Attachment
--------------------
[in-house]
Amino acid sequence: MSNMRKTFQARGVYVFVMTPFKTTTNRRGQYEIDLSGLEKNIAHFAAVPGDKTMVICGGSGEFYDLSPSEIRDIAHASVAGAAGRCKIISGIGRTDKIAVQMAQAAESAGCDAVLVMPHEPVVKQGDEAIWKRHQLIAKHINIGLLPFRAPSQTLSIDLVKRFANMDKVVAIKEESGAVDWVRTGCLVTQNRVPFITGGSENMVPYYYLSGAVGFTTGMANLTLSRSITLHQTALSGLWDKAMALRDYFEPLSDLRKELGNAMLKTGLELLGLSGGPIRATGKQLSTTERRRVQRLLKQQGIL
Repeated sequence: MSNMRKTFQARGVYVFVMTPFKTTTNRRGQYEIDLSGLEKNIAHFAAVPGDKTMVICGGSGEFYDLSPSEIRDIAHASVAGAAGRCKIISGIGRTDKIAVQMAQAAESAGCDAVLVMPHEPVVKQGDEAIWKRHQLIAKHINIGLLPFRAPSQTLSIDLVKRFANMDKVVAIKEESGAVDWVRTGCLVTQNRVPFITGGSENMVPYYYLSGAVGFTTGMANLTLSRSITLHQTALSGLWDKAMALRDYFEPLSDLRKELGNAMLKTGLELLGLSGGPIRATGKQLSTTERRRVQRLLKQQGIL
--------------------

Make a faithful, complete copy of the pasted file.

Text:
[in-house]
Amino acid sequence: MSNMRKTFQARGVYVFVMTPFKTTTNRRGQYEIDLSGLEKNIAHFAAVPGDKTMVICGGSGEFYDLSPSEIRDIAHASVAGAAGRCKIISGIGRTDKIAVQMAQAAESAGCDAVLVMPHEPVVKQGDEAIWKRHQLIAKHINIGLLPFRAPSQTLSIDLVKRFANMDKVVAIKEESGAVDWVRTGCLVTQNRVPFITGGSENMVPYYYLSGAVGFTTGMANLTLSRSITLHQTALSGLWDKAMALRDYFEPLSDLRKELGNAMLKTGLELLGLSGGPIRATGKQLSTTERRRVQRLLKQQGIL
Repeated sequence: MSNMRKTFQARGVYVFVMTPFKTTTNRRGQYEIDLSGLEKNIAHFAAVPGDKTMVICGGSGEFYDLSPSEIRDIAHASVAGAAGRCKIISGIGRTDKIAVQMAQAAESAGCDAVLVMPHEPVVKQGDEAIWKRHQLIAKHINIGLLPFRAPSQTLSIDLVKRFANMDKVVAIKEESGAVDWVRTGCLVTQNRVPFITGGSENMVPYYYLSGAVGFTTGMANLTLSRSITLHQTALSGLWDKAMALRDYFEPLSDLRKELGNAMLKTGLELLGLSGGPIRATGKQLSTTERRRVQRLLKQQGIL